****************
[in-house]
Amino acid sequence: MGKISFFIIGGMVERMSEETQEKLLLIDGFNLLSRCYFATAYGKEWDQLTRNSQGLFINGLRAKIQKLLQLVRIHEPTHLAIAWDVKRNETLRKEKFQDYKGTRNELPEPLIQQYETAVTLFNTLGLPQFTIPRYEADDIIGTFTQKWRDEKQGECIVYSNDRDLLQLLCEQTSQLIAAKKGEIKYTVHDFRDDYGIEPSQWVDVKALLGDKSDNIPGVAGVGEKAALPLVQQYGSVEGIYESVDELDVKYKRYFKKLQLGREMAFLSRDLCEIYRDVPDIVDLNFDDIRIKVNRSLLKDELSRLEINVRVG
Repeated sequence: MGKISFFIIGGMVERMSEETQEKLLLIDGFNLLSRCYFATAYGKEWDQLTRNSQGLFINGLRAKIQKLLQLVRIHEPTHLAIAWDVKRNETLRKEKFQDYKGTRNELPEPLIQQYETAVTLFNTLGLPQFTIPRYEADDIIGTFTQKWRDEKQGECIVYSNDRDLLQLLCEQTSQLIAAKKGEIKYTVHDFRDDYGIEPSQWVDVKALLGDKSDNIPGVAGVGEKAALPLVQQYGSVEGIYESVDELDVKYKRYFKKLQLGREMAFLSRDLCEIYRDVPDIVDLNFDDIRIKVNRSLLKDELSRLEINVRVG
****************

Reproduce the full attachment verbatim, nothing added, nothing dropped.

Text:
[in-house]
Amino acid sequence: MGKISFFIIGGMVERMSEETQEKLLLIDGFNLLSRCYFATAYGKEWDQLTRNSQGLFINGLRAKIQKLLQLVRIHEPTHLAIAWDVKRNETLRKEKFQDYKGTRNELPEPLIQQYETAVTLFNTLGLPQFTIPRYEADDIIGTFTQKWRDEKQGECIVYSNDRDLLQLLCEQTSQLIAAKKGEIKYTVHDFRDDYGIEPSQWVDVKALLGDKSDNIPGVAGVGEKAALPLVQQYGSVEGIYESVDELDVKYKRYFKKLQLGREMAFLSRDLCEIYRDVPDIVDLNFDDIRIKVNRSLLKDELSRLEINVRVG
Repeated sequence: MGKISFFIIGGMVERMSEETQEKLLLIDGFNLLSRCYFATAYGKEWDQLTRNSQGLFINGLRAKIQKLLQLVRIHEPTHLAIAWDVKRNETLRKEKFQDYKGTRNELPEPLIQQYETAVTLFNTLGLPQFTIPRYEADDIIGTFTQKWRDEKQGECIVYSNDRDLLQLLCEQTSQLIAAKKGEIKYTVHDFRDDYGIEPSQWVDVKALLGDKSDNIPGVAGVGEKAALPLVQQYGSVEGIYESVDELDVKYKRYFKKLQLGREMAFLSRDLCEIYRDVPDIVDLNFDDIRIKVNRSLLKDELSRLEINVRVG